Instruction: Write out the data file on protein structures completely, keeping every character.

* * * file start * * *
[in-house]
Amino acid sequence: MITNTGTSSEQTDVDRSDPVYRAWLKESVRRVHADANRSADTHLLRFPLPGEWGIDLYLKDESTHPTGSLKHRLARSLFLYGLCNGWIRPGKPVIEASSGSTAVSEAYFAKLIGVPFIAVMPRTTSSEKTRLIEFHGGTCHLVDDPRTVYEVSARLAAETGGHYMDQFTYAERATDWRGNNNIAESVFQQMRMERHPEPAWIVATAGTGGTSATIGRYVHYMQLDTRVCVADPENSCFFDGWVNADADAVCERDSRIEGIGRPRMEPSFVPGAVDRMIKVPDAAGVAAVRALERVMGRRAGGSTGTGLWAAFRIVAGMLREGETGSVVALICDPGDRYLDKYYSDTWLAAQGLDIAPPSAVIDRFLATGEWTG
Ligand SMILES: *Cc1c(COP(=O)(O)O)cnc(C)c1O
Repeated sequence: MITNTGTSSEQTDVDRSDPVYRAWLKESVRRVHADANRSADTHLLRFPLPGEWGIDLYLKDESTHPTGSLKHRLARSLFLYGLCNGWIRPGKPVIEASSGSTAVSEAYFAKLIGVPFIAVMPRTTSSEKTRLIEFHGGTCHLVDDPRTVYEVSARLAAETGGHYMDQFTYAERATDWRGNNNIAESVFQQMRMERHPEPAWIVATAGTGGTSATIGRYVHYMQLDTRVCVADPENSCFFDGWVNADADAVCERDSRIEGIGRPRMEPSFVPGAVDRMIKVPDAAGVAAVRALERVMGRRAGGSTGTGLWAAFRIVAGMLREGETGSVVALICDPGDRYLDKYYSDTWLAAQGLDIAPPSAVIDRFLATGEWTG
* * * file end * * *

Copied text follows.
[in-house]
Amino acid sequence: MITNTGTSSEQTDVDRSDPVYRAWLKESVRRVHADANRSADTHLLRFPLPGEWGIDLYLKDESTHPTGSLKHRLARSLFLYGLCNGWIRPGKPVIEASSGSTAVSEAYFAKLIGVPFIAVMPRTTSSEKTRLIEFHGGTCHLVDDPRTVYEVSARLAAETGGHYMDQFTYAERATDWRGNNNIAESVFQQMRMERHPEPAWIVATAGTGGTSATIGRYVHYMQLDTRVCVADPENSCFFDGWVNADADAVCERDSRIEGIGRPRMEPSFVPGAVDRMIKVPDAAGVAAVRALERVMGRRAGGSTGTGLWAAFRIVAGMLREGETGSVVALICDPGDRYLDKYYSDTWLAAQGLDIAPPSAVIDRFLATGEWTG
Ligand SMILES: *Cc1c(COP(=O)(O)O)cnc(C)c1O
Repeated sequence: MITNTGTSSEQTDVDRSDPVYRAWLKESVRRVHADANRSADTHLLRFPLPGEWGIDLYLKDESTHPTGSLKHRLARSLFLYGLCNGWIRPGKPVIEASSGSTAVSEAYFAKLIGVPFIAVMPRTTSSEKTRLIEFHGGTCHLVDDPRTVYEVSARLAAETGGHYMDQFTYAERATDWRGNNNIAESVFQQMRMERHPEPAWIVATAGTGGTSATIGRYVHYMQLDTRVCVADPENSCFFDGWVNADADAVCERDSRIEGIGRPRMEPSFVPGAVDRMIKVPDAAGVAAVRALERVMGRRAGGSTGTGLWAAFRIVAGMLREGETGSVVALICDPGDRYLDKYYSDTWLAAQGLDIAPPSAVIDRFLATGEWTG